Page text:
ProcessFrontier(F) if |F| = 1 then
u = root(F) return u.neighbors
else (F1, F2) = divide(F) fork: 1. F1 = ProcessFrontier(F1) 2. F2 = ProcessFrontier(F2) sync return Union(F1, F2)
Parallel Algorithm
Base case: return the set containing the neighbors of one node.
Divide the set (approximately) in half.
Recursively process the two frontiers.
Merge the two frontiers and return.
ProcessFrontier(F) if |F| = 1 then
u = root(F) return u.neighbors
else (F1, F2) = divide(F) fork: 1. F1 = ProcessFrontier(F1) 2. F2 = ProcessFrontier(F2) sync return Union(F1, F2)
Work Analysis n = nodes in F m = # adjacent edges to F
ProcessFrontier(F) if |F| = 1 then
u = root(F) return u.neighbors
else (F1, F2) = divide(F) fork: 1. F1 = ProcessFrontier(F1) 2. F2 = ProcessFrontier(F2) sync return Union(F1, F2)
Work Analysis n = nodes in F m = # adjacent edges to F
O(1)
u = root(F) return u.neighbors
else (F1, F2) = divide(F) fork: 1. F1 = ProcessFrontier(F1) 2. F2 = ProcessFrontier(F2) sync return Union(F1, F2)
Work Analysis n = nodes in F m = # adjacent edges to F
O(log n)
u = root(F) return u.neighbors
else (F1, F2) = divide(F) fork: 1. F1 = ProcessFrontier(F1) 2. F2 = ProcessFrontier(F2) sync return Union(F1, F2)
Work Analysis n = nodes in F m = # adjacent edges to F
O(log n)
ProcessFrontier(F) if |F| = 1 then
u = root(F) return u.neighbors
else (F1, F2) = divide(F) fork: 1. F1 = ProcessFrontier(F1) 2. F2 = ProcessFrontier(F2) sync return Union(F1, F2)
Work Analysis n = nodes in F m = # adjacent edges to F
O(log n)
O(m logm)
u = root(F) return u.neighbors
else (F1, F2) = divide(F) fork: 1. F1 = ProcessFrontier(F1) 2. F2 = ProcessFrontier(F2) sync return Union(F1, F2)
Work Analysis n = nodes in F m = # adjacent edges to F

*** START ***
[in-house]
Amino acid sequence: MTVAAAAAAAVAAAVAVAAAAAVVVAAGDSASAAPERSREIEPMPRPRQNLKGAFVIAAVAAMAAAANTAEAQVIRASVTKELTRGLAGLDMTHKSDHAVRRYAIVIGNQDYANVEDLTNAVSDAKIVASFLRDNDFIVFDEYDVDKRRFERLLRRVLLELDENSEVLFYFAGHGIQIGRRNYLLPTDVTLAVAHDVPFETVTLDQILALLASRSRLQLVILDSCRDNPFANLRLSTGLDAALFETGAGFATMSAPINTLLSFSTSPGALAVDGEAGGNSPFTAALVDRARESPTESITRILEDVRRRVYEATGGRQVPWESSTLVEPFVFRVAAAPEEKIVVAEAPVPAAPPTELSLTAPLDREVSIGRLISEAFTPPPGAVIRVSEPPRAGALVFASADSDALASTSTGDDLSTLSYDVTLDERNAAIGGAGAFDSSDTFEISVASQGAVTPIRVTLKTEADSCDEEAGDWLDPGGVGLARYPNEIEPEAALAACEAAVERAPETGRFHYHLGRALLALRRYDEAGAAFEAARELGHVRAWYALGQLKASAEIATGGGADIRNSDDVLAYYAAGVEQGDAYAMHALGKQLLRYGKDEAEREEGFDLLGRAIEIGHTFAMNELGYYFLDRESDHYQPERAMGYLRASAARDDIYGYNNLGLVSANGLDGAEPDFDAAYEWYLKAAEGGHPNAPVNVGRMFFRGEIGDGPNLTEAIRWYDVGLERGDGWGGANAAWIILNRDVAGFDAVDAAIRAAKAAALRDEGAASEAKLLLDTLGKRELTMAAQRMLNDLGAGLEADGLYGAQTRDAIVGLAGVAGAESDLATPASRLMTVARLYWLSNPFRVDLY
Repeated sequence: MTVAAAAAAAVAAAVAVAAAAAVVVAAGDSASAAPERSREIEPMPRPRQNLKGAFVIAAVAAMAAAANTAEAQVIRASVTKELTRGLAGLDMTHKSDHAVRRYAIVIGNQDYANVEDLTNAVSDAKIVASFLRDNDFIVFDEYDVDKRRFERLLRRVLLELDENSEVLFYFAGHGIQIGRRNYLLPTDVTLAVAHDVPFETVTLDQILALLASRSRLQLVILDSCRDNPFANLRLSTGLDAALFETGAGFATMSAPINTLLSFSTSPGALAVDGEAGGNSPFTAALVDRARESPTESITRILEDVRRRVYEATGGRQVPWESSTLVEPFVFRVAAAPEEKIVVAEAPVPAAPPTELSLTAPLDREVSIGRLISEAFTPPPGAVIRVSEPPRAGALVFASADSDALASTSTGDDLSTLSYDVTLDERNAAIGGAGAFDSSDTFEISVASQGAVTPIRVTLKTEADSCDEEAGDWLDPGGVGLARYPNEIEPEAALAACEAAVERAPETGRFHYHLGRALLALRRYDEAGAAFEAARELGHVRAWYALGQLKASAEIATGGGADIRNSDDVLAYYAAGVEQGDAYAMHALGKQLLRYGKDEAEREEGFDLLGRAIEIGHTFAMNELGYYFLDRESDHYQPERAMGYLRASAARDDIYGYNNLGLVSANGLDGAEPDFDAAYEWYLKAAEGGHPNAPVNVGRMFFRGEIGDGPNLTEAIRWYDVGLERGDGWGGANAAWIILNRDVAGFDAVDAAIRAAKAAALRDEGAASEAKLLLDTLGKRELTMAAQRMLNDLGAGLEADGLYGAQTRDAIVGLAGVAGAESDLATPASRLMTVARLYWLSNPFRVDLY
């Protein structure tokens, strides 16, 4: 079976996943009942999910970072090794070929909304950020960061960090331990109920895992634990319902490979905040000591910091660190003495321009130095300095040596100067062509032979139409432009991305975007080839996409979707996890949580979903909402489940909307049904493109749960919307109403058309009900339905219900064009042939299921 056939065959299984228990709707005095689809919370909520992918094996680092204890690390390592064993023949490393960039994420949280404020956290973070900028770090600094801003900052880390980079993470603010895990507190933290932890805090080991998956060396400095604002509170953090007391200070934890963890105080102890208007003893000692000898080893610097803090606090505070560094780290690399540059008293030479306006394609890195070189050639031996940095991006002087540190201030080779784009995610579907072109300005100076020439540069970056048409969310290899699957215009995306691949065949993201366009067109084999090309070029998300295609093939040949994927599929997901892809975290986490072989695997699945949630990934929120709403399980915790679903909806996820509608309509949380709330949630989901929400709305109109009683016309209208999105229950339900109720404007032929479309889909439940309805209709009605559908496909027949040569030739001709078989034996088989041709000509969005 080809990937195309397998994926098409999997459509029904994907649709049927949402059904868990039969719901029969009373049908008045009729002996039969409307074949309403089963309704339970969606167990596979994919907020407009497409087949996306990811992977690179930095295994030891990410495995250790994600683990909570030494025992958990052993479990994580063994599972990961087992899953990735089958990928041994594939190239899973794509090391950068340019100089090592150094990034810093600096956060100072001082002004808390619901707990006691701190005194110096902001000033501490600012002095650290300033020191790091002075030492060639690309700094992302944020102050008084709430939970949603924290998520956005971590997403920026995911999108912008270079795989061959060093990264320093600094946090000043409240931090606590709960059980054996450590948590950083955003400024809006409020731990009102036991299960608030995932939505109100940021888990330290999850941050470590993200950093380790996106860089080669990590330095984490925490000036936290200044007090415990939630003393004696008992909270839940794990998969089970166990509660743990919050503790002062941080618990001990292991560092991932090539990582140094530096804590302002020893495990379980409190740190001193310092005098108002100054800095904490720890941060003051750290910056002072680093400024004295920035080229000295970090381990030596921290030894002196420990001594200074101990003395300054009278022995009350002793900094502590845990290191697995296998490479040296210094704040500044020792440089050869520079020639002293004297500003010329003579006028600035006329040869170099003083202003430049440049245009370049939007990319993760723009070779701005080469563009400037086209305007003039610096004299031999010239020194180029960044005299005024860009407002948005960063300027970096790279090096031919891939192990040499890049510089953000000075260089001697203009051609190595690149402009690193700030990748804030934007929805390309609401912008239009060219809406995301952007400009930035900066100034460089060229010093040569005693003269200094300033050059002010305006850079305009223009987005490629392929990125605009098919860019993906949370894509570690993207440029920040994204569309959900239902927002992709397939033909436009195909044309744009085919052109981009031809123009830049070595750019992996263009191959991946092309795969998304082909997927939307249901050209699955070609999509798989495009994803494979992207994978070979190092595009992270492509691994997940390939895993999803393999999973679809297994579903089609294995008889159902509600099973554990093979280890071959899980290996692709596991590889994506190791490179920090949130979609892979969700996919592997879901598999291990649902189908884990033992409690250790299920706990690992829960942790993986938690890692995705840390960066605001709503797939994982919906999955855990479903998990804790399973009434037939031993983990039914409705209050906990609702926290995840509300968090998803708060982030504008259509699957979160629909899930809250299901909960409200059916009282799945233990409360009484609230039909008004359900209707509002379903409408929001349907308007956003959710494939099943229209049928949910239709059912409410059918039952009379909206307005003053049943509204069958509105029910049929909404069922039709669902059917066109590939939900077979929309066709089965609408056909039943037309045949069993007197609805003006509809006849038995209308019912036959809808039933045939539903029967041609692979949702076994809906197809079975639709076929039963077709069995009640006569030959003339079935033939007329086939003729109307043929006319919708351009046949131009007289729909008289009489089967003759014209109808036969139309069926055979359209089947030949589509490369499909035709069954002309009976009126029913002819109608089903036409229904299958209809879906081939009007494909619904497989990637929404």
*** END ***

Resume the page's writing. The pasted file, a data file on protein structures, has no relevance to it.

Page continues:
O(log n)
O(m logm)
= O(m log n logm)
u = root(F) return u.neighbors
else (F1, F2) = divide(F) fork: 1. F1 = ProcessFrontier(F1) 2. F2 = ProcessFrontier(F2) sync return Union(F1, F2)
Span Analysis n = nodes in F m = # adjacent edges to F
O(log n)
O(log
u = root(F) return u.neighbors
else (F1, F2) = divide(F) fork: 1. F1 = ProcessFrontier(F1) 2. F2 = ProcessFrontier(F2) sync return Union(F1, F2)
Span Analysis n = nodes in F m = # adjacent edges to F
O(log n)
O(log
Parallel Algorithm
Work Analysis
O(m log
2 n)
parBFS(G, s) F = {s} D = {} repeat until F = {}
D = Union(D, F) F = ProcessFrontier(F) F = SetSubtraction(F, D)
Work Analysis
O(m log
2 n)
T1(n,m) = O(m log
Span Analysis
O(log
Layer 4
Layer 3
Layer 2
Layer 1
Layer 0
Layer-by-layer…
Layer-by-layer… Tp = O
Layer-by-layer… Tp = O

Interpretation: With a good scheduler and enough processors, you can perform a BFS in time roughly proportional to the diameter.
Layer 4
Layer 3
Layer 2
Layer 1
Layer 0
Layer-by-layer… Tp = O
Problem: Depth First Search
Searching a graph:
• undirected graph G = (V,E) • source node s • search graph in depth-first order
è Best we know is (n)
Why does DFS seem so much harder than BFS?
Summary
MST • Connectivity • Minimum Spanning Tree
Today: Parallelism
performance of algorithms?
Some simple examples…
Sorting • Parallel MergeSort
Trees and Graphs